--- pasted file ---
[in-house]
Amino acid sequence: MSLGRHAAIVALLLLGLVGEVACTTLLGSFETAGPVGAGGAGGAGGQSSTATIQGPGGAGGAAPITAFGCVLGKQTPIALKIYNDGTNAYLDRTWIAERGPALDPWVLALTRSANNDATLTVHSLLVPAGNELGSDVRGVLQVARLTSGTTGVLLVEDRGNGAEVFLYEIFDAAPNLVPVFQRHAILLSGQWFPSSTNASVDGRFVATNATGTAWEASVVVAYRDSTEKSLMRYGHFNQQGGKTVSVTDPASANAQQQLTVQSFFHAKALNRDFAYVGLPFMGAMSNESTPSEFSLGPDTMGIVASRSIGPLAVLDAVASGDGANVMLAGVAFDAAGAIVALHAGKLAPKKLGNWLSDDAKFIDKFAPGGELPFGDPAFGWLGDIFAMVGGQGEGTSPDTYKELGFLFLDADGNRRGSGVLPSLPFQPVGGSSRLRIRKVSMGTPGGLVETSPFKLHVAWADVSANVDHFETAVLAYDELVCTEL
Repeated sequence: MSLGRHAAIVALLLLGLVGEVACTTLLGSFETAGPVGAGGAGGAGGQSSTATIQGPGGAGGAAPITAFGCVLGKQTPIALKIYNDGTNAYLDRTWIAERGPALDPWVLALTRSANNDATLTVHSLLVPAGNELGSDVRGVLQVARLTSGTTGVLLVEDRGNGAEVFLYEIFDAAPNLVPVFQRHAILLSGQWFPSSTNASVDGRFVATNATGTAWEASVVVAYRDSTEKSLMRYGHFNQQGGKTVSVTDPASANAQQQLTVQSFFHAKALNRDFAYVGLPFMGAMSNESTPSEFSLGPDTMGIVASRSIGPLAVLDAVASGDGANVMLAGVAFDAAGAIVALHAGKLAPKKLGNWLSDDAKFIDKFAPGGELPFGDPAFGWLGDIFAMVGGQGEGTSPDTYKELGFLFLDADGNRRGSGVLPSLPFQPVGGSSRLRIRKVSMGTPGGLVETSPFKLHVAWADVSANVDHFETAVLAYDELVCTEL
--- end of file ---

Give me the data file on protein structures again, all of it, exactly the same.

[in-house]
Amino acid sequence: MSLGRHAAIVALLLLGLVGEVACTTLLGSFETAGPVGAGGAGGAGGQSSTATIQGPGGAGGAAPITAFGCVLGKQTPIALKIYNDGTNAYLDRTWIAERGPALDPWVLALTRSANNDATLTVHSLLVPAGNELGSDVRGVLQVARLTSGTTGVLLVEDRGNGAEVFLYEIFDAAPNLVPVFQRHAILLSGQWFPSSTNASVDGRFVATNATGTAWEASVVVAYRDSTEKSLMRYGHFNQQGGKTVSVTDPASANAQQQLTVQSFFHAKALNRDFAYVGLPFMGAMSNESTPSEFSLGPDTMGIVASRSIGPLAVLDAVASGDGANVMLAGVAFDAAGAIVALHAGKLAPKKLGNWLSDDAKFIDKFAPGGELPFGDPAFGWLGDIFAMVGGQGEGTSPDTYKELGFLFLDADGNRRGSGVLPSLPFQPVGGSSRLRIRKVSMGTPGGLVETSPFKLHVAWADVSANVDHFETAVLAYDELVCTEL
Repeated sequence: MSLGRHAAIVALLLLGLVGEVACTTLLGSFETAGPVGAGGAGGAGGQSSTATIQGPGGAGGAAPITAFGCVLGKQTPIALKIYNDGTNAYLDRTWIAERGPALDPWVLALTRSANNDATLTVHSLLVPAGNELGSDVRGVLQVARLTSGTTGVLLVEDRGNGAEVFLYEIFDAAPNLVPVFQRHAILLSGQWFPSSTNASVDGRFVATNATGTAWEASVVVAYRDSTEKSLMRYGHFNQQGGKTVSVTDPASANAQQQLTVQSFFHAKALNRDFAYVGLPFMGAMSNESTPSEFSLGPDTMGIVASRSIGPLAVLDAVASGDGANVMLAGVAFDAAGAIVALHAGKLAPKKLGNWLSDDAKFIDKFAPGGELPFGDPAFGWLGDIFAMVGGQGEGTSPDTYKELGFLFLDADGNRRGSGVLPSLPFQPVGGSSRLRIRKVSMGTPGGLVETSPFKLHVAWADVSANVDHFETAVLAYDELVCTEL